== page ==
Izzy, who blogs at The Next Somewhere, spent a year teaching in South Korea before her current adventure; teaching in Vietnam. She classes herself as “Bostonian by way of the Philippines”. Izzy decided to embark on a TEFL career in order to take herself overseas.
In the latest instalment of the Teaching to Travel series, we hear about being one of two Native English Teachers in a hagwon (public school) in Daejeon. To catch up with Parts 1 – 5 in the series, click here.
“When teaching in South Korea, you can either work at a public school or a hagwon. Hagwons are akin to Japanese cram schools and are a huge industry in Korea. (a cram school is a place where students pay for supplementary academic instruction).
I didn’t know how much Koreans valued education until I immersed myself in the culture. In Korea, teachers are very well respected. It’s an occupation to be proud of! I was one of two Native English Teachers (NETs) before my colleague left suddenly so then I ended up being the only Native Teacher at my school!
There were about 400 students attending our school although numbers at hagwons are always in flux because it’s a business venture more than anything. That was a constant source of stress.
The hagwon I worked for was an academy for gifted learners. Because of our location, in Daejeon’s premiere academic area, our students were mostly the children of professors, researchers, and scientists. They were the finest minds in academia so there was a lot of pressure to perform well! All our classes were accelerated learning classes and were geared towards eventual success on standardized tests.
What does a typical week while teaching in South Korea at a hagwon look like?
In Korea, an average elementary student goes to school from 7 am until 8 pm. Most students attend hagwons after regular school hours are over. As a hagwon teacher, I taught eight hours a day, usually from 2-10 pm or 1-9 pm. I was contracted to teach six classes back-to-back every day in the areas of speaking, essay writing, and standardized test prep like TOEIC and TOEFL. My classes were capped at 13 students and sometimes I could even have as little as one student in a class. Those one-on-ones were great as I got to really know the student on a personal level. However, the workload was almost always more than I could handle and I would have to come in early/stay in late to keep up.
I was shocked at how rigorous the work ethic is in Korea, both for students and average citizens. Koreans have the longest work hours in the world!
We had about two hours to attend to administrative obligations, as well as complete grading assignments, doing student evaluations, and prep all the materials we needed for class. However, sharing an office space with eleven other teachers with the same responsibilities meant things got hectic. During months with intensive classes, where I was asked to do “official” overtime, I’d be clocking in 12-hour days! So depending on the workload, my work hours per week ranged from 40 to 60 hours.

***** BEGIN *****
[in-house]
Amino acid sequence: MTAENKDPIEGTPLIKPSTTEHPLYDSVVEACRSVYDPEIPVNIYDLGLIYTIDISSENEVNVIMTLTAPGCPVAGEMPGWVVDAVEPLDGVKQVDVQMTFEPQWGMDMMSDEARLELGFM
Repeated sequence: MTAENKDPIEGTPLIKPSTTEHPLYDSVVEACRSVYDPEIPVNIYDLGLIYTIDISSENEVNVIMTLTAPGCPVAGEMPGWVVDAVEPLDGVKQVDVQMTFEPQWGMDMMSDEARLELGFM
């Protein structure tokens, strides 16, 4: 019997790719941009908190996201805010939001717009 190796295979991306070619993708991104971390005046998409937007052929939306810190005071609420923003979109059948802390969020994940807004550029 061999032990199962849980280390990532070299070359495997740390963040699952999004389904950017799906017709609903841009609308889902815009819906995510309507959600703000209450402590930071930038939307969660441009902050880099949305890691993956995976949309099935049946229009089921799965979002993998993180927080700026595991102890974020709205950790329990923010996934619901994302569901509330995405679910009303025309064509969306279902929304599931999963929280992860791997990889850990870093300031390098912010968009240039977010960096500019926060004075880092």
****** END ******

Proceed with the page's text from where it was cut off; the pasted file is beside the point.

Outside of the classroom
While I was teaching in South Korea, my coworkers made up the entirety of my Korean friend group. We bonded together in solidarity and in sympathy of one another. Most of the time, I would hang out with other expat teachers because as westernized as Korea is, its still very much isolated from the rest of the world. Many Koreans are still not as open-minded to cultural exchange as you think they would be. It’s understandable though, seeing as English competency is generally very low, so I can empathize why Koreans wouldn’t be more open to socializing in a language they are afraid of. My Korean was deplorable as well, so I would struggle to do even the most basic tasks like riding in a taxi.
In terms of free time, I had next-to-none save for my weekends. About two months into my teaching year, I met a Korean-American guy and fellow teacher who I became involved in a serious relationship with. I would spend most of my weekends with him just because that was the only time we could see one another seeing as we had opposite work schedules (he was a public school teacher, I was an afterschool teacher). We did some exploring but it tended to be minimal since I was saving for a backpacking trip… one that he ended up joining me on!
My favorite things to do in my spare time were getting together with my friends and taking trips to Seoul. I loved exploring Seoul with my girlfriends. It was only 45 minutes away by fast train so it never felt like a trek to get up there. We would eat, shop, and party all night long. Yes, the stereotypes of teaching in South Korea are true: I loved to noreabang (go karaoke-ing), relax at jimjilbangs (Korean spas), drink lots of soju while eating barbeque, and have wild nights out where I would see the sun rise almost every time.”
Thanks Izzy for sharing your experiences of teaching in South Korea with us, as well as for such great photographs!
Has Izzy’s experience made you want to jump on a plane and head to South Korea? Or to run in the other direction, away from teaching and to the nearest bar (to work in, of course)? Let me know in the comments about your experiences teaching overseas…or if it’s something you’re thinking about 🙂